Science - October 6, 2005

‘We share the sadness and the shock’

‘There is nobody in my country who was not affected by tsunami. Everybody lost someone they knew,’ tells irrigation engineer Inoka Samarasuriya from Sri Lanka. She is one of the ten participants from the tsunami-hit countries taking the 44th International Course on Land Drainage at Alterra-Ilri, paid for by Wageningen UR.

Inoka Samarasuriya finished her MSc in Geotechnical Engineering in England at the end of 2004. She returned to Sri Lanka on 14 December. Twelve days later, on 26 December, the tsunami hit Sri Lanka. ‘I live in Matara, a town on the southern coast. That day everybody was at the market which is close to the sea. My aunt went as well. She lost her life; it took us five days to find her body,’ tells Inoka.

Inoka herself had a visitor that day. ‘That’s why I didn’t go to the market.’ Her husband, 14-year old son, her mother and her two brothers survived too. The tsunami did not reach their homes as they are located further inland on slightly higher ground. But Inoka could see everything as it happened, and above all she saw the panic. ‘People did not know what had hit them. There was a big noise and people were shouting. Lights went on and off. People were running along the roads, shouting to everyone to run for their lives.’

The impact was tremendous. Inoka wanted to get an impression of the extent of the damage, so she walked into the city that evening. ‘I was shocked. I don’t ever want to see that again. Never. There were cars were everywhere, stacked on top of each other on the roofs of buildings. Lorries were up in the trees. And so many bodies, all lying like animals on the ground.’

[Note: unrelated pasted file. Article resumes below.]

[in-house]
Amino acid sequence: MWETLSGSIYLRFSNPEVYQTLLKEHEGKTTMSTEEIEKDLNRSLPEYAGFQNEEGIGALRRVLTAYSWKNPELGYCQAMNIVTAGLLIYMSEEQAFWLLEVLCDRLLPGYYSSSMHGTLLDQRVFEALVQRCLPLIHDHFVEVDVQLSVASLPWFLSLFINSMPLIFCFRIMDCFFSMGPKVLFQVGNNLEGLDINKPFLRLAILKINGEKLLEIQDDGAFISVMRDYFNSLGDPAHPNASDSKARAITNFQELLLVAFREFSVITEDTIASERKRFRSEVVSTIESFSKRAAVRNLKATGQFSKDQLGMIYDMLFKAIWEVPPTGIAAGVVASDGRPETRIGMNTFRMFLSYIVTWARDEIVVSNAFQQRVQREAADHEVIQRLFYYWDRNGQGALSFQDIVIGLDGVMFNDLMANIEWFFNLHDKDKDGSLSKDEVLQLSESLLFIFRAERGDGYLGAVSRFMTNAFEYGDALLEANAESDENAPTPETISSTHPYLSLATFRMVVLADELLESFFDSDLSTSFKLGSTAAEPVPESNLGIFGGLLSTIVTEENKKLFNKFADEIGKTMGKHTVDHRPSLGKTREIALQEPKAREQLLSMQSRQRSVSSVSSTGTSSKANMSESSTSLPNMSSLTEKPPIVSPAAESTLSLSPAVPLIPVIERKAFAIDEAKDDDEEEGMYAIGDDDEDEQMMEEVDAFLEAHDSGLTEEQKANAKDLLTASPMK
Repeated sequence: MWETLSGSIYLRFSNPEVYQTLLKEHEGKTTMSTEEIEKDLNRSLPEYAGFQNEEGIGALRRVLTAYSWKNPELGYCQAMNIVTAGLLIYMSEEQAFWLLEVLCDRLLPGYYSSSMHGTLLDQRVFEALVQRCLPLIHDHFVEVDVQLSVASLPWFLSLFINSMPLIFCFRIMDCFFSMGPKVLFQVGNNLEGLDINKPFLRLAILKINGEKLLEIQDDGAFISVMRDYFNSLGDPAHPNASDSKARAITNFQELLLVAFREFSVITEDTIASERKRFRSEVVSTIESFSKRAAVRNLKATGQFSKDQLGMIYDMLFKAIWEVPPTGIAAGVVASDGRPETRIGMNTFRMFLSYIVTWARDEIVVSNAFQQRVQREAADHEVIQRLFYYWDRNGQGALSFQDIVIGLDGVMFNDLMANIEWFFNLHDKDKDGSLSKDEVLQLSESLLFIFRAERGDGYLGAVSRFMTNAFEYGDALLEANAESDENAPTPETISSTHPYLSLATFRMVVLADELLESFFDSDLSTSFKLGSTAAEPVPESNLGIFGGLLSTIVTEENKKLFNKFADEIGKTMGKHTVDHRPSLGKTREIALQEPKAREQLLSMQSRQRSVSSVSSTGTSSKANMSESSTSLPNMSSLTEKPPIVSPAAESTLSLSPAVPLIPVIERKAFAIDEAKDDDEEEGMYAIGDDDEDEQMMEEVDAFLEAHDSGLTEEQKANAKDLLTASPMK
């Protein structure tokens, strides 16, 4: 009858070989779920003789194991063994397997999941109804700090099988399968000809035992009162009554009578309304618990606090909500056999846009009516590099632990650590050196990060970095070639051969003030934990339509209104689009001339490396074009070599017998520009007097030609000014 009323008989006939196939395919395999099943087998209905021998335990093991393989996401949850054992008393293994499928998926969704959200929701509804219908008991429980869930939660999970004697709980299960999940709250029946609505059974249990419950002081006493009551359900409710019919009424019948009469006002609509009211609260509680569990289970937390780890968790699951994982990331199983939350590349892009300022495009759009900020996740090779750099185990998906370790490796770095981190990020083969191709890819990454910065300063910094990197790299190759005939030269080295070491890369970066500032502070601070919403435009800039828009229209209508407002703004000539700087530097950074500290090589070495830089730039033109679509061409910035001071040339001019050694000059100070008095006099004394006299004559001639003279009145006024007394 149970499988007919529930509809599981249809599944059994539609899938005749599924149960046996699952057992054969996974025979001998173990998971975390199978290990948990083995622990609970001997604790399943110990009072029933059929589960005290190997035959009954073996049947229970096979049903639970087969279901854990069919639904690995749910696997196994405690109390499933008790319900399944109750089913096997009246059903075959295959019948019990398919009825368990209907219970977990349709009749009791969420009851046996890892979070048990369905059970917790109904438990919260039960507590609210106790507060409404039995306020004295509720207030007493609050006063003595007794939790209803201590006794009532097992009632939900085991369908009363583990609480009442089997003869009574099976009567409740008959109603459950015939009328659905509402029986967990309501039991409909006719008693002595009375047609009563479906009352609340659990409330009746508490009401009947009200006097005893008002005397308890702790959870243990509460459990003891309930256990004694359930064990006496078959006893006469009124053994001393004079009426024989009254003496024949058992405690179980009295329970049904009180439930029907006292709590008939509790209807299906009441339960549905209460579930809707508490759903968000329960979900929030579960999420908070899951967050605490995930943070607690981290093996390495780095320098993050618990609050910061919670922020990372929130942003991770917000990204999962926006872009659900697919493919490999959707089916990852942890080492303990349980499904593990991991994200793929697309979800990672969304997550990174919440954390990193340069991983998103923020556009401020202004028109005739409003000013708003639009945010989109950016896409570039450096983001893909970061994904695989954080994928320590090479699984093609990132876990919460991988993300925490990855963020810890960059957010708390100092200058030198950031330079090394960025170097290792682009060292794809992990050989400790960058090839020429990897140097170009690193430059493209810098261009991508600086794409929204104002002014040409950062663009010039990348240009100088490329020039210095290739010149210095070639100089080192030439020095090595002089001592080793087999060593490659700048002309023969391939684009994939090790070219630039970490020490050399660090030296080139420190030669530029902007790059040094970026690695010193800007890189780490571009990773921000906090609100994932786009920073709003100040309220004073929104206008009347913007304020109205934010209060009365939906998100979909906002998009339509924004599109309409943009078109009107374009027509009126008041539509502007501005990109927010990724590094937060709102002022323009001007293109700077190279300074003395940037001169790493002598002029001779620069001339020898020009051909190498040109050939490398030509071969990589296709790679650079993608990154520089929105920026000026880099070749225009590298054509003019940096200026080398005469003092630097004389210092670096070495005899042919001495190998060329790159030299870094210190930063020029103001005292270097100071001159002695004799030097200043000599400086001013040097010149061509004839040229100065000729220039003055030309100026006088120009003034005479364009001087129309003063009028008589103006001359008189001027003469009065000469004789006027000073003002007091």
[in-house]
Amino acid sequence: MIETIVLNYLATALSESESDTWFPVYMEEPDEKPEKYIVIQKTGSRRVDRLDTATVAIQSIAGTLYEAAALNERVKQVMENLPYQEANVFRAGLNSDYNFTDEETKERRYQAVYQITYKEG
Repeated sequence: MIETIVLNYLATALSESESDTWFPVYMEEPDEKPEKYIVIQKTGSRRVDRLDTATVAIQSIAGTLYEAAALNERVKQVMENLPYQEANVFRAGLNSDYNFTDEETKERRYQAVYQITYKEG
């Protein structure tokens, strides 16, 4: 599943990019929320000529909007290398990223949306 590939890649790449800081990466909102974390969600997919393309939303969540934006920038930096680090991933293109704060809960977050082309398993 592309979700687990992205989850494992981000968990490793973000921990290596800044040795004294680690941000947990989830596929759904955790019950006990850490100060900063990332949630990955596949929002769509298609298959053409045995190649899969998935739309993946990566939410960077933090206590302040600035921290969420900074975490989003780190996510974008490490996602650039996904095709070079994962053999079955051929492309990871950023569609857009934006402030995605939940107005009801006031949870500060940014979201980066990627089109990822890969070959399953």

Everything was destroyed: temples, public buildings, roads, bridges and many houses. People who had lost everything found shelter in camps. Those who survived and still had a home helped wherever they could. ‘The tsunami was a national disaster. Socially it brought people together; religious differences no longer mattered.’

As the waters subsided, the Sri Lankan people were faced with the problem of salt water. ‘Before the tsunami we had special drainage canals to prevent salt water coming into agricultural lands. These were all destroyed. Now we have to reclaim the land somehow as we are dependent on it for our livelihood.’

Since the tsunami, Inoka has been working for rehabilitation projects in the tsunami-affected agricultural lands. Each week she makes a journey along the coastline for her work. ‘The tsunami has changed the whole country, the coastline, the landscape. I see the bare land and foundations. I also see people who have come back to where they lived. They sit there looking at what is left, mostly nothing more than a floor,’ she tells.

Inoka heard about the Ilri course on land drainage through a friend. ‘The course is just great!’ she says, smiling for the first time. ‘I see it as the ideal place to learn and experience how to manage the drainage system. I have come across new drainage technologies and have learned how to use them.’ Inoka plans to share the knowledge and skills she is learning with her colleagues when she returns Sri Lanka.

Inoka thinks the course is a great experience. She has met wonderful people, who have been through the same. ‘No matter what religion, age or race, we have all experienced the tsunami. We share the sadness and the shock. Nobody will ever forget it.’/ LH

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